Lesson 6
Using Diagrams to Find the Number of Groups
Let’s draw tape diagrams to think about division with fractions.
6.1: How Many of These in That?
 We can think of the division expression \(10 \div 2\frac12\) as the question: “How many groups of \(2\frac 12\) are in 10?” Complete the tape diagram to represent this question. Then find the answer.
 Complete the tape diagram to represent the question: “How many groups of 2 are in 7?” Then find the answer.
6.2: Representing Groups of Fractions with Tape Diagrams
To make sense of the question “How many \(\frac 23\)s are in 1?,” Andre wrote equations and drew a tape diagram.
\(\displaystyle {?} \boldcdot \frac 23 = 1\)
\(\displaystyle 1 \div \frac 23 = {?}\)

In an earlier task, we used pattern blocks to help us solve the equation \(1 \div \frac 23 = {?}\). Explain how Andre’s tape diagram can also help us solve the equation.

Write a multiplication equation and a division equation for each question. Then, draw a tape diagram and find the answer.
 How many \(\frac 34\)s are in 1?
 How many \(\frac23\)s are in 3?
 How many \(\frac32\)s are in 5?
6.3: Finding Number of Groups

Write a multiplication equation or a division equation for each question. Then, find the answer and explain or show your reasoning.

How many \(\frac38\)inch thick books make a stack that is 6 inches tall?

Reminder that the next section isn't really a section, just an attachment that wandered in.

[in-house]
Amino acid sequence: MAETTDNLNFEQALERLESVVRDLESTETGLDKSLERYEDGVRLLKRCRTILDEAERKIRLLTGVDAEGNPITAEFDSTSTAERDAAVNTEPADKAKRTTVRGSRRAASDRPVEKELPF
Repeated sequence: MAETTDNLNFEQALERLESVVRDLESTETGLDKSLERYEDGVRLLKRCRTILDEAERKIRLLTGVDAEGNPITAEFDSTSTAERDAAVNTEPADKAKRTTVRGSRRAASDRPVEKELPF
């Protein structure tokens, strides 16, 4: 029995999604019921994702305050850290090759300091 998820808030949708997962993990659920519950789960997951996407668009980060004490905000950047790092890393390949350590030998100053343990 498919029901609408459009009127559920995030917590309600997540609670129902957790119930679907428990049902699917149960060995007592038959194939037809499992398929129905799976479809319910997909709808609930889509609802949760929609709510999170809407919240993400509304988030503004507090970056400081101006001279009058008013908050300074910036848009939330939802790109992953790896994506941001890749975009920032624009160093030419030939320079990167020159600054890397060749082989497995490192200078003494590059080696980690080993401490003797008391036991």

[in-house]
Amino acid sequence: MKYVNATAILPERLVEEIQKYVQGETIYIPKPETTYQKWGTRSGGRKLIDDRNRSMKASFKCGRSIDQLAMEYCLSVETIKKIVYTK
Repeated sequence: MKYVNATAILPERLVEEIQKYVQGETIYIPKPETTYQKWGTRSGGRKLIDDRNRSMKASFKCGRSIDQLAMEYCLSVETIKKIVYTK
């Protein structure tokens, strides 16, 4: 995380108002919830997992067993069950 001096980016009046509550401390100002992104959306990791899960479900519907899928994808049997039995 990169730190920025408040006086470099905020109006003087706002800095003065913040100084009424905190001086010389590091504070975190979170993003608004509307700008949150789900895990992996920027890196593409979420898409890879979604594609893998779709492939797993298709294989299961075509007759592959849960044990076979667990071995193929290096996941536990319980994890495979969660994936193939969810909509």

How many groups of \(\frac12\) pound are in \(2\frac 34\) pounds?

 Write a question that can be represented by the division equation \(5 \div 1\frac12 = {?}\). Then, find the answer and explain or show your reasoning.
Summary
A baker used 2 kilograms of flour to make several batches of a pastry recipe. The recipe called for \(\frac25\) kilogram of flour per batch. How many batches did she make?
We can think of the question as: “How many groups of \(\frac25\) kilogram make 2 kilograms?” and represent that question with the equations:
\(\displaystyle {?} \boldcdot \frac25=2\)
\(\displaystyle 2 \div \frac25 = {?}\)
To help us make sense of the question, we can draw a tape diagram. This diagram shows 2 whole kilograms, with each kilogram partitioned into fifths.
We can see there are 5 groups of \(\frac 25\) in 2. Multiplying 5 and \(\frac25\) allows us to check this answer: \(5 \boldcdot \frac 25 = \frac{10}{5}\) and \(\frac {10}{5} = 2\), so the answer is correct.
Notice the number of groups that result from \(2 \div \frac25\) is a whole number. Sometimes the number of groups we find from dividing may not be a whole number. Here is an example:
Suppose one serving of rice is \(\frac34\) cup. How many servings are there in \(3\frac12\) cups?
\(\displaystyle {?}\boldcdot \frac34 = 3\frac12\)
\(\displaystyle 3\frac12 \div \frac34 = {?}\)
Looking at the diagram, we can see there are 4 full groups of \(\frac 34\), plus 2 fourths. If 3 fourths make a whole group, then 2 fourths make \(\frac 23\) of a group. So the number of servings (the “?” in each equation) is \(4\frac23\). We can check this by multiplying \(4\frac23\) and \(\frac34\).
\(4\frac23 \boldcdot \frac34 = \frac{14}{3} \boldcdot \frac34\), and \(\frac{14}{3} \boldcdot \frac34 = \frac{14}{4}\), which is indeed equivalent to \(3\frac12\).